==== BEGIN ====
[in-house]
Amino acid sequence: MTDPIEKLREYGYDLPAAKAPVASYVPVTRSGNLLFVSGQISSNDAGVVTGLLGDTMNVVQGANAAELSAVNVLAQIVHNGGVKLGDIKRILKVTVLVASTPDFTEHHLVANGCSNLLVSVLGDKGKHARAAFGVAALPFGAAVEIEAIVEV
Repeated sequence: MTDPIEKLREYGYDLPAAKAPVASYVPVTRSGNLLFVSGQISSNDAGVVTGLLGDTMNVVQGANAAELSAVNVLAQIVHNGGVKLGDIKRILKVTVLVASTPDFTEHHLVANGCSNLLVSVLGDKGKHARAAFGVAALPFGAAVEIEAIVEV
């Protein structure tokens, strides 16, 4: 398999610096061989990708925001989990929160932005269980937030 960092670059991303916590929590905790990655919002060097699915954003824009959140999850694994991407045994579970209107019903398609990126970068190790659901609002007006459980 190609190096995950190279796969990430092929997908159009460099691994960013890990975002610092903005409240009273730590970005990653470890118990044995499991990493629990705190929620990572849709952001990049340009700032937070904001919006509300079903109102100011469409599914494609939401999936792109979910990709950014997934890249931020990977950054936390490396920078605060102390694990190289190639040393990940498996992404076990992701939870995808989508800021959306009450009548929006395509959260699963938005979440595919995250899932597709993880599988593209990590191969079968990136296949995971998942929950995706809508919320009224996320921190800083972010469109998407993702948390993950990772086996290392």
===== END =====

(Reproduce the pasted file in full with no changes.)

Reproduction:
[in-house]
Amino acid sequence: MTDPIEKLREYGYDLPAAKAPVASYVPVTRSGNLLFVSGQISSNDAGVVTGLLGDTMNVVQGANAAELSAVNVLAQIVHNGGVKLGDIKRILKVTVLVASTPDFTEHHLVANGCSNLLVSVLGDKGKHARAAFGVAALPFGAAVEIEAIVEV
Repeated sequence: MTDPIEKLREYGYDLPAAKAPVASYVPVTRSGNLLFVSGQISSNDAGVVTGLLGDTMNVVQGANAAELSAVNVLAQIVHNGGVKLGDIKRILKVTVLVASTPDFTEHHLVANGCSNLLVSVLGDKGKHARAAFGVAALPFGAAVEIEAIVEV
């Protein structure tokens, strides 16, 4: 398999610096061989990708925001989990929160932005269980937030 960092670059991303916590929590905790990655919002060097699915954003824009959140999850694994991407045994579970209107019903398609990126970068190790659901609002007006459980 190609190096995950190279796969990430092929997908159009460099691994960013890990975002610092903005409240009273730590970005990653470890118990044995499991990493629990705190929620990572849709952001990049340009700032937070904001919006509300079903109102100011469409599914494609939401999936792109979910990709950014997934890249931020990977950054936390490396920078605060102390694990190289190639040393990940498996992404076990992701939870995808989508800021959306009450009548929006395509959260699963938005979440595919995250899932597709993880599988593209990590191969079968990136296949995971998942929950995706809508919320009224996320921190800083972010469109998407993702948390993950990772086996290392």